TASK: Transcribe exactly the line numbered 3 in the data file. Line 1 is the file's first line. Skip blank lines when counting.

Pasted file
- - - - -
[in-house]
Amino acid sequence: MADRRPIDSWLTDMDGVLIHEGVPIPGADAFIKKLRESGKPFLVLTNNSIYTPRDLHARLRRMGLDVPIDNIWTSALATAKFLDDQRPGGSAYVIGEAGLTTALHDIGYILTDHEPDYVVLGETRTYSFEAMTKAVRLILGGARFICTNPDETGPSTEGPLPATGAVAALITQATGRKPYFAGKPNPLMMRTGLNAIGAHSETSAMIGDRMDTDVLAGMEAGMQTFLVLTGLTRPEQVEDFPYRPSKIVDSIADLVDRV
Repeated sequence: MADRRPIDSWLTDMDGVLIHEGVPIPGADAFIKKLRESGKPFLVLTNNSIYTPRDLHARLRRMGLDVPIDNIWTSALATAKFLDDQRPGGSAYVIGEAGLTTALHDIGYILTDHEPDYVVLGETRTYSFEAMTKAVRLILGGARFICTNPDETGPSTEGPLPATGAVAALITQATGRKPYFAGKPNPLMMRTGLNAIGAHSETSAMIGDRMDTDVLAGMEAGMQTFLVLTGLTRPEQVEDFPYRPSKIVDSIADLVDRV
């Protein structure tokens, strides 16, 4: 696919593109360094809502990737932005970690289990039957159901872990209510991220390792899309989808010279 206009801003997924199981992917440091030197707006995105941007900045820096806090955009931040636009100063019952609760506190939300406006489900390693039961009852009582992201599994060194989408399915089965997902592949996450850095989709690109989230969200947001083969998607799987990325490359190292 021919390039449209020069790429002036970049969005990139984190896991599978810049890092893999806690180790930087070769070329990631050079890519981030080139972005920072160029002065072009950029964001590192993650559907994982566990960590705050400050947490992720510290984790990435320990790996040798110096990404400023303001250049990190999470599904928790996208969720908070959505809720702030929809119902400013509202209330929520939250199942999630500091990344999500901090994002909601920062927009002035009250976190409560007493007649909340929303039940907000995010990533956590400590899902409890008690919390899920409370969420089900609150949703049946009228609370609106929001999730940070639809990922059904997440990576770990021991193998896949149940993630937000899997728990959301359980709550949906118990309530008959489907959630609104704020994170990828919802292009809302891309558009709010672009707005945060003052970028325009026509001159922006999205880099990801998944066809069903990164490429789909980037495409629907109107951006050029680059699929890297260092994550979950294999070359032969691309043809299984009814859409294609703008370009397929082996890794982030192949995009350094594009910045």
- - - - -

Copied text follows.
Repeated sequence: MADRRPIDSWLTDMDGVLIHEGVPIPGADAFIKKLRESGKPFLVLTNNSIYTPRDLHARLRRMGLDVPIDNIWTSALATAKFLDDQRPGGSAYVIGEAGLTTALHDIGYILTDHEPDYVVLGETRTYSFEAMTKAVRLILGGARFICTNPDETGPSTEGPLPATGAVAALITQATGRKPYFAGKPNPLMMRTGLNAIGAHSETSAMIGDRMDTDVLAGMEAGMQTFLVLTGLTRPEQVEDFPYRPSKIVDSIADLVDRV